Magellan View Engines

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Magellan is all about navigation, an important part of which is showing views. In Magellan, a view can be a Window, Dialog or Page. With the Composite WPF extension, a view can also be any user control that can be added to a Region. The system is also extensible - see the page on Windows Forms support for an example on writing your own view engine.

View Results

As described previously, controller actions return an Action Results. These contain the logic for prosecuting the request. Derived from ActionResult are three view types:

Magellan ViewResult-derived classes

Each of the derived classes defer to the ViewResult base class to handle the execution. The internal execution code looks like this:

protected override void ExecuteInternal(ControllerContext controllerContext)
{
    ViewEngineResult = _viewEngines.FindView(controllerContext, ViewParameters, viewName);

    if (ViewEngineResult.Success)
    {
        ViewEngineResult.Render();
    }
    else
    {
        throw new ViewNotFoundException(...);
    }
}

_viewEngines is a collection of objects that implement the IViewEngine interface. The ViewParameters property provides additional information to the view engines, such as limitations on the type returned. Each of the derived types populate these - PageResult specifies that the view engines should only locate pages, WindowResult asks only for Windows, and so on.

View Engines

As we've seen above, View Results defer to View Engines to locate the view. As you can guess, View Engines are quite simple, though their job is a little complicated:

public interface IViewEngine
{
    ViewEngineResult FindView(
        ControllerContext controllerContext, 
        ParameterValueDictionary viewParameters, 
        string view);
}

When a View Engine figures out which view to show, it returns a custom object derived from ViewEngineResult, which encapsulates how to render the view. This way, the View Engine is only concerned with locating the view - the ViewEngineResult contains the actual logic for showing it.

Magellan comes with two View Engines that share a common base class:

The two Magellan view engines

Although there are three view results (PageResult, WindowResult and DialogResult), we only have two View Engines. This is because the logic of finding the view and the constraints are the same - the only difference is the call to Show() vs. ShowDialog(), which is rendering logic, not finding logic.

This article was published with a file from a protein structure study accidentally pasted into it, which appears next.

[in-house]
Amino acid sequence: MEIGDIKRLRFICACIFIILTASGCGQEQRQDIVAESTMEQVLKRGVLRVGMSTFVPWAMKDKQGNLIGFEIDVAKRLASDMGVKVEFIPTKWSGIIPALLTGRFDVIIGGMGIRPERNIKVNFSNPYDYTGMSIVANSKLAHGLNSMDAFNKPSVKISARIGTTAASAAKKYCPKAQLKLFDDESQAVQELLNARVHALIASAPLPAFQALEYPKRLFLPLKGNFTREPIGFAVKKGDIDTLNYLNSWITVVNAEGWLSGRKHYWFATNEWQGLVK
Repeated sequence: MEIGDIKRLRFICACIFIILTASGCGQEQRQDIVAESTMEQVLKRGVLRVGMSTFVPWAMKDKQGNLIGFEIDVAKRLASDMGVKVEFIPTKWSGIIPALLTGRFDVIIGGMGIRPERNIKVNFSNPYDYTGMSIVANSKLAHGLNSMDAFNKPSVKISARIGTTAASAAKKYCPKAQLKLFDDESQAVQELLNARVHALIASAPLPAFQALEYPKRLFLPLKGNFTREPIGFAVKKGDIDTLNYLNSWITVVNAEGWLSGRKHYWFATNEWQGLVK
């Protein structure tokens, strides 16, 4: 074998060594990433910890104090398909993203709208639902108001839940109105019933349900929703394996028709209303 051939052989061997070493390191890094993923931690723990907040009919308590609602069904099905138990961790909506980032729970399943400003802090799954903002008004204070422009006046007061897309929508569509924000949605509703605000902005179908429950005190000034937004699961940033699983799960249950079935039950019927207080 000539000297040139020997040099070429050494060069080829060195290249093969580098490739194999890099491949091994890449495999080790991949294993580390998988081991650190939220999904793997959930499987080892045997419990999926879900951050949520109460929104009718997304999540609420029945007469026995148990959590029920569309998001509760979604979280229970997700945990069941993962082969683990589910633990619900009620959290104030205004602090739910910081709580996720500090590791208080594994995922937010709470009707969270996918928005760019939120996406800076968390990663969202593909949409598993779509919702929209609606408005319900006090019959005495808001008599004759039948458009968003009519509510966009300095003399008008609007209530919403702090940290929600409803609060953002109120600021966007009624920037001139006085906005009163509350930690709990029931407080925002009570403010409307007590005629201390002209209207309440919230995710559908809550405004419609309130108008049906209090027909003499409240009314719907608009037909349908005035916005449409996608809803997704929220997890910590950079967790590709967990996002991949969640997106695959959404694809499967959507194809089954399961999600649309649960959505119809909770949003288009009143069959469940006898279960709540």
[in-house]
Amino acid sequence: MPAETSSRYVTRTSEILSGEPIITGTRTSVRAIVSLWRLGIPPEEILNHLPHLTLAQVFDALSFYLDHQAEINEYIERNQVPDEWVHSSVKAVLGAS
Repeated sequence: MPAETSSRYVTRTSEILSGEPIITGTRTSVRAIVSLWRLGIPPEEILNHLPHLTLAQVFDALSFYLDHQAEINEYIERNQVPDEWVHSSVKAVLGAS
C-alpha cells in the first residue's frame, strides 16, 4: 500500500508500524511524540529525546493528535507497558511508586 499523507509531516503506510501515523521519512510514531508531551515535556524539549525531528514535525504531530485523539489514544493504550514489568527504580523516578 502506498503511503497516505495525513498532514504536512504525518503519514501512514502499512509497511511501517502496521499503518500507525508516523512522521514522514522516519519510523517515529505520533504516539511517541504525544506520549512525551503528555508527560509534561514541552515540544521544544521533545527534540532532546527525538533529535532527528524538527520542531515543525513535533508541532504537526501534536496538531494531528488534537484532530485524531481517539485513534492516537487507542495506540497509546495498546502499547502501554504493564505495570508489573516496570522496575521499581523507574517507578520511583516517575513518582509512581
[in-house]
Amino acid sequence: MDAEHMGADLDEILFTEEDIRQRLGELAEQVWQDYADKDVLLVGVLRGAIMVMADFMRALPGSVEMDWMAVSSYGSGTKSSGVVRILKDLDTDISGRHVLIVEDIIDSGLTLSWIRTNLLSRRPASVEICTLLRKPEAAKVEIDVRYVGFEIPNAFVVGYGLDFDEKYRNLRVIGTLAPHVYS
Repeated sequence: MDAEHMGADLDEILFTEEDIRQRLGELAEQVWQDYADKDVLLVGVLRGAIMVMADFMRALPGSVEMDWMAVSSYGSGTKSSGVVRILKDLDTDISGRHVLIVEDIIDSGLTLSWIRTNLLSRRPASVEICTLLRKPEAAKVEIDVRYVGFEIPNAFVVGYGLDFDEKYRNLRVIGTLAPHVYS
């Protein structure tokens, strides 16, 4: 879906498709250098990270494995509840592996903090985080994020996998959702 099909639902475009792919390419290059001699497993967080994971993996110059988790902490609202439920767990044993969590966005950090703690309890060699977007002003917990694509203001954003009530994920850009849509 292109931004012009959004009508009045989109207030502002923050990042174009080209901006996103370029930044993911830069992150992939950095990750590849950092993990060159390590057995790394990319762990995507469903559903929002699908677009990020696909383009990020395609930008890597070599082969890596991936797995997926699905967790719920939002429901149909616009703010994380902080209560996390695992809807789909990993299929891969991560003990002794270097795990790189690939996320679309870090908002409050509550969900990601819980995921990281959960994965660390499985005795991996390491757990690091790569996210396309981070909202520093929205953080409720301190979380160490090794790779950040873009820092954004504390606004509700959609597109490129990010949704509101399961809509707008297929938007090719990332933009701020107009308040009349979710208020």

View Location

As shown in the diagram above, Magellan's View Engines derive from a ReflectionBasedViewEngine.

When your controller specifies something like this:

public ActionResult Home()
{
    return Page("Index");
}

The ReflectionBasedViewEngine will find all types in the assembly (you can use different assemblies by passing them in the view engine's constructor). It then passes them to the derived types to be filtered - for example, WindowViewEngine will restrict the list to only include types derived from the WPF Window class, and PageViewEngine will filter by the Page base class.

Once the ReflectionBasedViewEngine has a set of candidate types, it uses some rules to find the best view. The rules are based firstly on whether the names match, and secondly by namespace proximity, taking some conventions into account. The conventions are encapsulated in an IViewNamespaceProvider interface, which is also passed into the View Engine's constructor.

In the code above, we specified the "Index" view. Assuming our controllers are in a namespace called MyCompany.MyProduct.Controllers, and the controller is named HomeController, Magellan will look for these combinations of view names, via the DefaultViewNamespaceProvider, working through the list in order:

MyProject.Controllers.Views.Home.Index
MyProject.Controllers.Views.Home.IndexPage
MyProject.Controllers.Views.Home.IndexView
MyProject.Controllers.Views.Index
MyProject.Controllers.Views.IndexPage
MyProject.Controllers.Views.IndexView
MyProject.Controllers.Home.Index
MyProject.Controllers.Home.IndexPage
MyProject.Controllers.Home.IndexView
MyProject.Controllers.Index
MyProject.Controllers.IndexPage
MyProject.Controllers.IndexView
MyProject.Views.Home.Index
MyProject.Views.Home.IndexPage
MyProject.Views.Home.IndexView
MyProject.Views.Index
MyProject.Views.IndexPage
MyProject.Views.IndexView
MyProject.Home.Index
MyProject.Home.IndexPage
MyProject.Home.IndexView
MyProject.Index
MyProject.IndexPage
MyProject.IndexView
Index
IndexPage
IndexView

Hopefully the list above makes sense. Effectively, we're looking for the first view we can find as close to the controller as possible. Some conventions like a sub folder called "Views" are also taken into account.

If a view cannot be found, Magellan will provide a friendly exception. The screenshot below show what would happen if my controller mis-spelled the name of a view:

An exception thrown when Magellan cannot find a view. It also lists the set of searched locations.

To change the conventions, simply create a class implementing IViewNamespaceProvider, and pass it to the view engine:

ViewEngines.Engines.Add(new PageViewEngine(new DefaultViewActivator(), new CustomNamespaceProvider()));

See also:

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A picture of me

Welcome, my name is Paul Stovell. I live in Brisbane and work full time bootstrapping my own product company around Octopus Deploy, an automated deployment tool for .NET applications.

Prior to Octopus Deploy, I worked for an investment bank in London building WPF applications, and before that I worked for Readify, an Australian .NET consulting firm, where I was lucky enough to work with some of the best in the business. I also worked on a number of open source projects and was an active user group presenter. I've been a Microsoft MVP for WPF since 2006.